A personal photo essay
Anyone who is a veteran of Gallery Night in Milwaukee knows that the most interesting stuff may lie at the furthest boundaries of “the map,” a sort of guide printed up that showcases what’s going on that night. To get in the pamphlet, you play nice with The Historic Third Ward Association.
You can still hold your event or art opening, but you better have a lot of Facebook friends or have the ability to print up some flyers. One of the constants in Milwaukee’s 20 year history of holding Gallery Night (which has grown from once a year to four times a year, and now adds “and Day” for anyone willing to show up Saturday morning) is that the central hub of the party is the Third Ward.
Ah, the warehouse district turned sumptuous upper-class Third Ward. It was once a swamp until we drained it, and watched as Irish immigrants moved in. Then there was the great fire of 1892, and Italians immigrants moved in too. Then Milwaukee built a big freeway in the 1950s that effectively separated Third Ward from downtown. They tore down a cute chapel, and the Italians took their spaghetti and wine-making factories elsewhere. And so on and so forth goes the history of rise and fall.
In the 1980s, enterprising gays re-decorated and put up antique stores and salons. Bloodthirsty businessmen got jealous of their success and jacked up rent everywhere. If you could afford to stay, you had to be a high-end, good-looking, one hand in the past and one hand on the pulse of the present business. The new tenants of the old spaces have very little connection with what came before, even if they both touched the same hardwood floors.
These same floorboards now creaked under my feet as I descended steep, short stairs to the basement of the Marshall Building. Like some sort of movie, I had tried a few times to escape the place in the past hour. But then I would step outside and run into someone I knew, and would get dragged back inside. It was very unlike me.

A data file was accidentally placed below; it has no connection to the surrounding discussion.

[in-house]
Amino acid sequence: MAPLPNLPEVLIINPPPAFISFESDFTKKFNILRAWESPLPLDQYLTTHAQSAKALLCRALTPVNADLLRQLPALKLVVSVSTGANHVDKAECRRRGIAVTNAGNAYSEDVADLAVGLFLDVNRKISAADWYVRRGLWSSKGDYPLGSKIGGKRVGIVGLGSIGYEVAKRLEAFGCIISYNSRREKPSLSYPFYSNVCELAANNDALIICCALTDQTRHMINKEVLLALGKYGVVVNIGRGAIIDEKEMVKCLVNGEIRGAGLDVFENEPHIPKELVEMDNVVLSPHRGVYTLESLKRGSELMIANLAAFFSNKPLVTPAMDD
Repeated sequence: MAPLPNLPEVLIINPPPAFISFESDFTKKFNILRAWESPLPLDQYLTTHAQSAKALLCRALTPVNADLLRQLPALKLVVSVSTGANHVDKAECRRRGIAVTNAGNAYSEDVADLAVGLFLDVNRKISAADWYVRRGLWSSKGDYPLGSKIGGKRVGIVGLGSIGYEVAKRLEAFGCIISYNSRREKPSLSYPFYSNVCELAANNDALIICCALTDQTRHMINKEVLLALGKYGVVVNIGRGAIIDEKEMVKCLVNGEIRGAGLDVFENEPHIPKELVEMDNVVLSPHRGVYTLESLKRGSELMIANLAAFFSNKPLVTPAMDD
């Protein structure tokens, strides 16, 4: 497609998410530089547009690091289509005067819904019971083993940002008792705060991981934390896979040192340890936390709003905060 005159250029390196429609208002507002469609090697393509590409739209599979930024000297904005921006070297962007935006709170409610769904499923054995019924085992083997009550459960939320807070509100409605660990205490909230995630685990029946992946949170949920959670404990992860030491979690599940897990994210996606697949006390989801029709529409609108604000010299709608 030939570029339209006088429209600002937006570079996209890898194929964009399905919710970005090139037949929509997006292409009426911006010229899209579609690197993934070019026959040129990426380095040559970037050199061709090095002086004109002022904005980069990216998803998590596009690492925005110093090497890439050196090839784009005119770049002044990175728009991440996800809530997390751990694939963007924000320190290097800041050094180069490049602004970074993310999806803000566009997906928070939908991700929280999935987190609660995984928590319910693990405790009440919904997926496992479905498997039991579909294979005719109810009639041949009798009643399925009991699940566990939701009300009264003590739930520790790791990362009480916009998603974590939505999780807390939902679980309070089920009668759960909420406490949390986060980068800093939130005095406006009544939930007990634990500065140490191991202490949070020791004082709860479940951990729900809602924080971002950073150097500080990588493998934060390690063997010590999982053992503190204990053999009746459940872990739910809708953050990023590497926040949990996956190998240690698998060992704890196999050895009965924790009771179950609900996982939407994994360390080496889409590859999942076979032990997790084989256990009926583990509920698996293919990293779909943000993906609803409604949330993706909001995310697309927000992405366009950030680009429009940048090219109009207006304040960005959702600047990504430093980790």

Gallery Night is usually an obstacle course across the city that takes me as far north as Cardinal Stritch and as far south as Hide House in Bay View during a four-hour stretch. The shows at the Milwaukee Art Museum and the Haggerty are usually tops, and the underdog shows at Walker’s Point Center for the Arts are pretty fine. I have a checklist of folks I plan to see, even if it means running the dreaded gambit of downtown parking to visit Dean Jensen and Digital Edge.
But on this night, I found parking on the roof level of one of two open parking structures that are free during the event. I picked up a print of my own at Soups On! and ambled down to the corner splendor that is the Marshall Building. What ensued was bliss and chaos.
My basement wanderings led to encounters including Bridget Griffith and Gene Evans, some Pabst memorabilia from the team at Best Place, a fledgling show called Spill, and other known art associates and miscreants. My first floor adventure met with a crowded Irish band, a conversation in Grava Gallery about anatomically correct lion sculptures, and a foray into social matters at Reginald Baylor’s new space.
Now came the elevator ride. As a rule, I never use this thing but tonight I wanted to reach the fifth floor and the Shimon & Lindemann photographic survey show at The Portrait Society Gallery. It was an adventure taken with fellow (but more luminous) photographer Francis Ford that rivaled the trip taken by Charlie and his grandfather with Willie Wonka.
On the fifth floor — and every floor for that matter — there is an open window with a spectacular view of the city during “the magic hour.” On the inside hall, there is much talk surrounding Mike Brenner’s small first batch of his own microbrew finalized during the July storm that rocked all of our little worlds. Everyone scours the photograph project for people they know or in some cases, themselves. There is much marching up and down stairs here.
I could make arguments for both practices on Gallery Night in Milwaukee. Planning your night and hitting specific spots can be a good thing and a fair way to expose yourself to new ideas. But for the purely social angle, nothing has yet topped hanging out in one place and getting a feel for what you are seeing, all the while running into friends and entering into new conversations about art in the city.